The Business Lunch: Mexico’s Most Popular Dishes and Mealtime Etiquette

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With Mexico and the United States such close neighbors, it’s important to develop close business relations.  Like much of Latin America, Mexico prefers to conduct business in a face to face manner, so if your company is working closely with a Mexican company, don’t be surprised if you find yourself being flown down below the border to personally meet with your partners.  There you may find yourself faced with somewhat of a different approach when it comes to handling deals between companies.  Even the innocuous business lunch can be conducted quite differently to what is customary in the United States; for one thing, small talk is the rule of the day, and often a business meeting will be entirely polite chit-chat up until the very end.  Don’t be disheartened by this slow start to affairs—it’s generally a way for your colleague to warm up to you and develop a sense of trust before engaging in more serious matters.

When it comes to what meals to order at a restaurant, the most popular Mexican dishes are actually much more diverse than your standard “Tex-Mex” meals.  If you have the opportunity, try enchiladas verdes, which are corn tortillas stuffed with shredded chicken and topped with green chili salsa and a little bit of cheese and sour cream.  Incidentally, if you have a problem with spicy food, be sure to mention that to your waiter, because many favorite dishes involve chilis, such as chile colorado, beef in a red chili sauce, and chili verde, pork in a green chili sauce.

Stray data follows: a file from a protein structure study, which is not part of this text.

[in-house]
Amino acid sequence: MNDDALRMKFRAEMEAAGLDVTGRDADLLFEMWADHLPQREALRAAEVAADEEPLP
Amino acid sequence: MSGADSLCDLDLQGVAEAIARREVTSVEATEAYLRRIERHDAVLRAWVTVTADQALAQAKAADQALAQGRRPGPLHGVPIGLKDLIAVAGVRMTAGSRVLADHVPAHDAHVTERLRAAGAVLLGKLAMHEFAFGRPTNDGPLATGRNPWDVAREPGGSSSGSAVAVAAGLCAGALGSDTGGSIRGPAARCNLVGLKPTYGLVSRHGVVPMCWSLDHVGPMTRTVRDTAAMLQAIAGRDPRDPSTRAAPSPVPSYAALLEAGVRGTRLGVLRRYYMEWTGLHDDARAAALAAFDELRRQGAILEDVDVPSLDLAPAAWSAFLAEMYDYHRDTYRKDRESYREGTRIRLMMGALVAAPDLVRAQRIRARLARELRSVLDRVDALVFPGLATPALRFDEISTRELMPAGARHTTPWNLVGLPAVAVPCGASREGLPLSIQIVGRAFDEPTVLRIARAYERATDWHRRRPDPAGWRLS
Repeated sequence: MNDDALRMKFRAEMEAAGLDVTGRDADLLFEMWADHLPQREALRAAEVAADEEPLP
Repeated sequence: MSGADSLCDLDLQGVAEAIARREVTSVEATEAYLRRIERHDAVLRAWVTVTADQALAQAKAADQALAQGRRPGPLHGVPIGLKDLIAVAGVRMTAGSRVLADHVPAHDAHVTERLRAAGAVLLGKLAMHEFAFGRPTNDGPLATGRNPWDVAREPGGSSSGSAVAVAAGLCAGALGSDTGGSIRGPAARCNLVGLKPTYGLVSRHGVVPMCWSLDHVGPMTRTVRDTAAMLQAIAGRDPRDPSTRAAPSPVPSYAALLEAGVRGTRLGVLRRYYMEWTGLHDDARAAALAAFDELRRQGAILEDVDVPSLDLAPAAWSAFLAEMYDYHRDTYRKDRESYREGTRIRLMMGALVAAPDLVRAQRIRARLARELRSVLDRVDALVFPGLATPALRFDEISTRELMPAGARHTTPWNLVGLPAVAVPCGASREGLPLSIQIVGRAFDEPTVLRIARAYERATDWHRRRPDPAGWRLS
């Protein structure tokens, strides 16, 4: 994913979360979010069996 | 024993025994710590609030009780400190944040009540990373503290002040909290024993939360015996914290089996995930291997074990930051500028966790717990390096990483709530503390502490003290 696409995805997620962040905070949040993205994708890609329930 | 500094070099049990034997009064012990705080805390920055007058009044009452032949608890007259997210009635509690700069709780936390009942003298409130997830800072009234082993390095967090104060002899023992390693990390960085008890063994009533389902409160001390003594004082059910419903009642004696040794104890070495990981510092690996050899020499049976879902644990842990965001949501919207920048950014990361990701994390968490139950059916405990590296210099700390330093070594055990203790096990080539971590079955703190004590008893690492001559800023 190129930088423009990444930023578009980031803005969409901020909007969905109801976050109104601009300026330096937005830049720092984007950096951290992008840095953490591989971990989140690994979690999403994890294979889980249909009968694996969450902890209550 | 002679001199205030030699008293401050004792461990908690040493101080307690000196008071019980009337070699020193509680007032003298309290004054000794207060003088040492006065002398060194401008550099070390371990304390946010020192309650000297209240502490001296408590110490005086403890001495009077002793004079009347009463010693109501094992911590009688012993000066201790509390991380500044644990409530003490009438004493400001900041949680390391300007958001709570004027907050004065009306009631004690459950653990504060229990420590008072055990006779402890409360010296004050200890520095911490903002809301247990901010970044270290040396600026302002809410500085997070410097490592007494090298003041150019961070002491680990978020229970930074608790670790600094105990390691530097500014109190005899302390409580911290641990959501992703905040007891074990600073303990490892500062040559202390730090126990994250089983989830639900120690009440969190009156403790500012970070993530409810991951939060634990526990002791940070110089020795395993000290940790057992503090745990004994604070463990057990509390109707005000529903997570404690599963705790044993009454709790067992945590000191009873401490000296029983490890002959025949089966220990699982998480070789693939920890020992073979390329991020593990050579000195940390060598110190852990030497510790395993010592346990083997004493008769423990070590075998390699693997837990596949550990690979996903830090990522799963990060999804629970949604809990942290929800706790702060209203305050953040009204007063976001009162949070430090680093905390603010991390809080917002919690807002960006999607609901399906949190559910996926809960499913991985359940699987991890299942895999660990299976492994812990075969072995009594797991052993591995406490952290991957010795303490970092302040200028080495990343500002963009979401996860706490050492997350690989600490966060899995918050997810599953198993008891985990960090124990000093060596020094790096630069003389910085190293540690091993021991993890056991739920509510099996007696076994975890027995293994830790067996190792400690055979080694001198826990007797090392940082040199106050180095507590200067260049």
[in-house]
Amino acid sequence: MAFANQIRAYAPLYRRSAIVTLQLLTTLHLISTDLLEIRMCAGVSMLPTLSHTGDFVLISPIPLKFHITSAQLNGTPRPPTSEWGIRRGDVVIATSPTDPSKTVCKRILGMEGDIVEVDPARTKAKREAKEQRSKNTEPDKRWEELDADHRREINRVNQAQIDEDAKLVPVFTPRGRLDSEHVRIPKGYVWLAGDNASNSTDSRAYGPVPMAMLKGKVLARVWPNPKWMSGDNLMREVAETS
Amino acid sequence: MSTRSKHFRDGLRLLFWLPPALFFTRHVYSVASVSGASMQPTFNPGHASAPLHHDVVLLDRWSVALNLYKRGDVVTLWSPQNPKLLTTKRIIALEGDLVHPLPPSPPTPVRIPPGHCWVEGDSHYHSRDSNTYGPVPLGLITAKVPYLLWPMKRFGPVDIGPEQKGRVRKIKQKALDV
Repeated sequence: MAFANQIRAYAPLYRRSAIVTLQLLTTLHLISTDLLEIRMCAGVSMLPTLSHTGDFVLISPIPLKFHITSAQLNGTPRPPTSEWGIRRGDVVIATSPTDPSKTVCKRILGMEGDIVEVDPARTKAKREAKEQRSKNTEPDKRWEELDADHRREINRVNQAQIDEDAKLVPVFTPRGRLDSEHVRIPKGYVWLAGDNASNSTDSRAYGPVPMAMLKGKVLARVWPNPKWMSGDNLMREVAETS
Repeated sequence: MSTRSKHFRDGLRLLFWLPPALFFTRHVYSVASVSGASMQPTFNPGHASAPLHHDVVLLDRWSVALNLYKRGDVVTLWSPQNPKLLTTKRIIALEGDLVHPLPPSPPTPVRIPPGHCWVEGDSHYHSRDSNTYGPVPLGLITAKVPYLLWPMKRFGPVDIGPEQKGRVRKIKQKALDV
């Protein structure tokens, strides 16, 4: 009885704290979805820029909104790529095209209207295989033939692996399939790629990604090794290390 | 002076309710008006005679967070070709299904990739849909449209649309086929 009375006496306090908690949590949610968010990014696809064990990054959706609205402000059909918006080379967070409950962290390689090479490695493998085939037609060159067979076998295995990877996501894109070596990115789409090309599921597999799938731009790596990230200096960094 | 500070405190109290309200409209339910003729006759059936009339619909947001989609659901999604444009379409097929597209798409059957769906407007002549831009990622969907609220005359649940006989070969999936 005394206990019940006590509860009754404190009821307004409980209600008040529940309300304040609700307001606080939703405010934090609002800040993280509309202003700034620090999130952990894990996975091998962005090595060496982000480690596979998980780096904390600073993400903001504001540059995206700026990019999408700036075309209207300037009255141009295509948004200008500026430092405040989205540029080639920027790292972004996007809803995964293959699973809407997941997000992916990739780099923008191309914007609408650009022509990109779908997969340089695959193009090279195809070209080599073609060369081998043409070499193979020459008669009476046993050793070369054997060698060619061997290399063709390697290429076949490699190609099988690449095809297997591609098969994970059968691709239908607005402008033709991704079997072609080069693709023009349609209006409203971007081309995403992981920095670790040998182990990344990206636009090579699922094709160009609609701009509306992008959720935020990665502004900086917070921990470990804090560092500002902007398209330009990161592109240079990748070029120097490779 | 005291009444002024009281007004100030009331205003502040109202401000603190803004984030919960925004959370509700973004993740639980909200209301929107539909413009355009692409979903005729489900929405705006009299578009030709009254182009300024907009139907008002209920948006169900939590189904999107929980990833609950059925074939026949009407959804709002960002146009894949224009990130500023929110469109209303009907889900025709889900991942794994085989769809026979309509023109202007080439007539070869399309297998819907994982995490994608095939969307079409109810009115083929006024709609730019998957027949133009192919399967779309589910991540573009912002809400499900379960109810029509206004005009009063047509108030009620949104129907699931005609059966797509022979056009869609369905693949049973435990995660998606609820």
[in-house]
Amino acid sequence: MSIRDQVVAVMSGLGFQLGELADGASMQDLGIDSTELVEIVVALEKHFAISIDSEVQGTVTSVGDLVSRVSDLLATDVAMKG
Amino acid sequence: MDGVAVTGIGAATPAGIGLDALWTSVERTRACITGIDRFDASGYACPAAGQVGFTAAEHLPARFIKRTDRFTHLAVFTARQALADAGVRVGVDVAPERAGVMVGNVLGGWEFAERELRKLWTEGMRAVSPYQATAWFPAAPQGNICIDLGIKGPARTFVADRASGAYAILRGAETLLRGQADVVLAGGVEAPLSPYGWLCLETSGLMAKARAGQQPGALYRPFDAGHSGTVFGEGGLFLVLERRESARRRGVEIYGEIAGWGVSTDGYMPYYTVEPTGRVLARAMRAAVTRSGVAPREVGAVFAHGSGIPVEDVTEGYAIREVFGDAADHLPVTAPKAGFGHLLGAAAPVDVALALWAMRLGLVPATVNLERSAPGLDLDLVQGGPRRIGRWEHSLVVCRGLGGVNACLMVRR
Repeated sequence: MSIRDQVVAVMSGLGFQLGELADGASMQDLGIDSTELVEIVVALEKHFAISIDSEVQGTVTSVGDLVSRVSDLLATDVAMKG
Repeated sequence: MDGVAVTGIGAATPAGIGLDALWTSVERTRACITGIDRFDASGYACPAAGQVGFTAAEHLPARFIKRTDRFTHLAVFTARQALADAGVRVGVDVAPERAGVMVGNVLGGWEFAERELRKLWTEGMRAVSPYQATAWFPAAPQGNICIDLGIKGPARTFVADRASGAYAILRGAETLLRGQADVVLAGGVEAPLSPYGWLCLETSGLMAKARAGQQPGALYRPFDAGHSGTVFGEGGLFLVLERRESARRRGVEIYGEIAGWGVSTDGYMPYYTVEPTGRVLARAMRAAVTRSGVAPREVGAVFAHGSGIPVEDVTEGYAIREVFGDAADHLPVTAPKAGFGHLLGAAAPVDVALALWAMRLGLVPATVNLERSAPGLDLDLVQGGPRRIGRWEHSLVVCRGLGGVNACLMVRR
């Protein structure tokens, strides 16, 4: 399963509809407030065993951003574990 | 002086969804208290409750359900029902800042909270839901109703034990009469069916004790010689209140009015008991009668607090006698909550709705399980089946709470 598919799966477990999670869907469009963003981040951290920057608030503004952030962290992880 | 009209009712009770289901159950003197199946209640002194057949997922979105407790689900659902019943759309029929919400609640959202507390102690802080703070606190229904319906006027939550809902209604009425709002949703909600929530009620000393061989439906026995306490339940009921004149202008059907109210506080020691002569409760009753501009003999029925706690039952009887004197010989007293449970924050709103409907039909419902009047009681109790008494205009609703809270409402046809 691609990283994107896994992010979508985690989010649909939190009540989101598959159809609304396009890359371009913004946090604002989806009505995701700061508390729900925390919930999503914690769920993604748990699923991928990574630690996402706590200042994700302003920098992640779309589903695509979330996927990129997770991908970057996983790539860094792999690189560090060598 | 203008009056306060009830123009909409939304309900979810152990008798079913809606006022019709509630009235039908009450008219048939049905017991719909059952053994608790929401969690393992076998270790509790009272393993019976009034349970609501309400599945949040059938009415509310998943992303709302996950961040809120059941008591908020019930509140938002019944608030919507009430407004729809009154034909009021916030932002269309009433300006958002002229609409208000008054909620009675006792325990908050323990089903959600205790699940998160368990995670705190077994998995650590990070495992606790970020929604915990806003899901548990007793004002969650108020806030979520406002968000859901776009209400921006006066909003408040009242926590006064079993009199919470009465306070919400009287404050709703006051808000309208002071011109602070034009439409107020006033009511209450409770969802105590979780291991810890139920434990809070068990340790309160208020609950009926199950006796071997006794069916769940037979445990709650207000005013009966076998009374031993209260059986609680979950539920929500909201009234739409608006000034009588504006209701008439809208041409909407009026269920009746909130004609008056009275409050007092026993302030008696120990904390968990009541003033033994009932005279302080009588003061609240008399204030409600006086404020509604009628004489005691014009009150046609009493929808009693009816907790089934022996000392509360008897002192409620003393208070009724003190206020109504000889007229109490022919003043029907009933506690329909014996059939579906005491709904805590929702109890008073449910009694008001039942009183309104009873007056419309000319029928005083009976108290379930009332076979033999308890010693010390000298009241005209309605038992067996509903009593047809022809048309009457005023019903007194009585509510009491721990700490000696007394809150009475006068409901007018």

Another traditional dish you may come across, dating back to the Aztecs, is pozole, a savory stew made of hominy corn, pork, chicken, and vegetables.  And perhaps you have already heard of tamales, a mixture of corn dough stuffed with other ingredients, such as pork, chicken, chorizo, or vegetables, that is then wrapped in corn husks or banana leaves, and then cooked.  If you’re not quite so adventurous, it’s always safe to stick with the ubiquitous arroz con pollo—chicken and rice.

Image 19Despite the slow start to your business lunch, always be punctual in meeting your partners—you are a newcomer and therefore want to give a good impression.  Also be patient with the small talk leading up to the deal; Mexicans have a very personable culture, and will want to get to know you before making any large commitments.  In the same line of thinking, don’t be uncomfortable if Mexicans stand overly close to you, which is normal in Mexico.  If one of them offers you a drink, it is polite to accept.  Also, be sure you are explicit as to how your deal will benefit them, their family, and their community—when presented with specific details, your partners will be more likely to be compliant.

Lastly, demonstrate your good will and eagerness to embrace Mexican culture by knowing some Spanish before you meet your prospective business partners.  Even a few words will give off a good impression, though of course if you can hold your own in a conversation that would be outstanding.  See what Spanish course would be best for you by taking our free online Spanish level test, and then send us an enquiry and we’ll get you started as soon as possible!

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